But, like Palmer in the first three games, Fitzpatrick wasn't able to find anything downfield with his longest throw among 21 completions out of 35 passes going for 22 yards. He knows the lack of a vertical passing game is a major reason for the fall of the offense.
"The two most important things in an offense are to sustain drives and be efficient and also create big plays," Fitzpatrick said. "We're not doing any of those very well right now. It's a matter of everybody becoming more consistent, starting with the quarterback, and we've got to find a way to create some big plays."
"Here's a guy that hasn't played at all since, when, St. Louis?" asked Zampese of the 2005 games Fitzpatrick played with the Rams his rookie year. "You know he's had to be sitting around for three years thinking, 'When I get in, this is what I'm going to do.' That's normal. He's got a game under his belt now and that's important."
Fitzpatrick is talking game management these days, which is why Zampese liked that brisk 59-yard touchdown drive at the end of the game that took 3:20 and ended with a rollout pass to Ocho Cinco from four yards. Fitzpatrick's ability to throw on the run and just plain run is so different from Palmer's style, but Zampese said it wouldn't be a problem going back to plays for Palmer if he's the guy later in the week.
"We'll see what we've got when we put it together tomorrow (Tuesday)," Zampese said of the game plan.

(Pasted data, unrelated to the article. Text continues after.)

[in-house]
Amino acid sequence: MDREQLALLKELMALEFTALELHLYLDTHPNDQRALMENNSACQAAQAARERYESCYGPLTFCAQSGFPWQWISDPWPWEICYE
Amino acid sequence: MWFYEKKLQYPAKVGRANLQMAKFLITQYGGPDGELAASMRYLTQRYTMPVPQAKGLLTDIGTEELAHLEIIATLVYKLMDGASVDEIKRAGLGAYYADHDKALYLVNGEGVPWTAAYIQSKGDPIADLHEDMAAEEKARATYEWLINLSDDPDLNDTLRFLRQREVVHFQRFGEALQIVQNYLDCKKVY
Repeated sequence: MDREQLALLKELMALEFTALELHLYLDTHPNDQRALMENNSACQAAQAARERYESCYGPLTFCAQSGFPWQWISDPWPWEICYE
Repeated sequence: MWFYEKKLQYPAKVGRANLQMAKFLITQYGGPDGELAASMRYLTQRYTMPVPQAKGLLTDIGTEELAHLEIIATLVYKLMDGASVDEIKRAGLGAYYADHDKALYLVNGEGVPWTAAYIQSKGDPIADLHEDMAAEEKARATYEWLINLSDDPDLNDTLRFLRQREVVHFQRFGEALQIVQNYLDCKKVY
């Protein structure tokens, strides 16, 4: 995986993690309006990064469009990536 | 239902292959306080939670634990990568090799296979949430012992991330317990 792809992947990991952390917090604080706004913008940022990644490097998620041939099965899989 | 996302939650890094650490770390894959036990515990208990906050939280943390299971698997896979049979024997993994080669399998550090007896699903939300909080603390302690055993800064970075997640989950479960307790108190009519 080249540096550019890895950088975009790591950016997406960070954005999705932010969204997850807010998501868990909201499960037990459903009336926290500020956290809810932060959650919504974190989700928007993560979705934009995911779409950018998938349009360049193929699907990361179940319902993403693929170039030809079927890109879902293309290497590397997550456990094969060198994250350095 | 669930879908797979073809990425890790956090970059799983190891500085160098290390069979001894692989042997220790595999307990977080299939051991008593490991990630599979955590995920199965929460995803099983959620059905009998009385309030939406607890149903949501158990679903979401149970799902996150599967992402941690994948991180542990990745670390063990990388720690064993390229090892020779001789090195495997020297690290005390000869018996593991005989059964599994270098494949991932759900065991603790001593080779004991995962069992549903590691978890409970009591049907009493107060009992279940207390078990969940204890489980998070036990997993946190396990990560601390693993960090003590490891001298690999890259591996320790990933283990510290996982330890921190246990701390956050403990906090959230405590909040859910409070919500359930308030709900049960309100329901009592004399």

Whatever he gets, Fitzpatrick says he's much better prepared than when he got his first three starts as a rookie with the Rams in 2005 and "I feel I've progressed in my own game."
But he admits it's tough waiting three years before throwing in a game that means something and that there is a huge difference between now and when he fired a 104 passer rating in the preseason.
"It definitely makes it a little more difficult," said Fitzpatrick of the gap. "The preseason is one thing, but the regular season is such a different game. There's so much more going on out there on the field."
If Fitzpatrick does play, it will be a celebration of small college quarterbacks in the Big D.
When Fitzpatrick, Harvard class of 2005, got the call in the NFL Draft, he had to put a fellow Ivy League Player of the Year on hold.
And after the Rams told him they had taken him in the seventh-round, Fitzpatrick never got back to Jason Garrett, Princeton class of 1989, then a Dolphins assistant coach.
But Fitzpatrick gets a chance to catch up with Garrett this Sunday in Dallas, where the former Princeton quarterback is the presumptive heir to the Cowboys head coaching job.
And he would get the start against Eastern Illinois' Tony Romo, who has gone small school icon to celebrity staple.
"He's a fun guy to watch. A 1-AA guy that kind of came out of nowhere," said Fitzpatrick, an Ivy League Player of the Year possibly pitted against Romo's Division 1-AA Player of the Year award.
"It's just nice to see a Division 1-AA guy be able to have that kind of success," Fitzpatrick said. "I always like to watch him play. The similarities are we both move around a little bit, but we're at different points in our careers. But he is fun to watch."
Fitzpatrick is hoping to offer a similar afternoon if he plays.
But, "I learned a hard lesson," he said of the Browns. "And I'm going to make sure it doesn't happen again."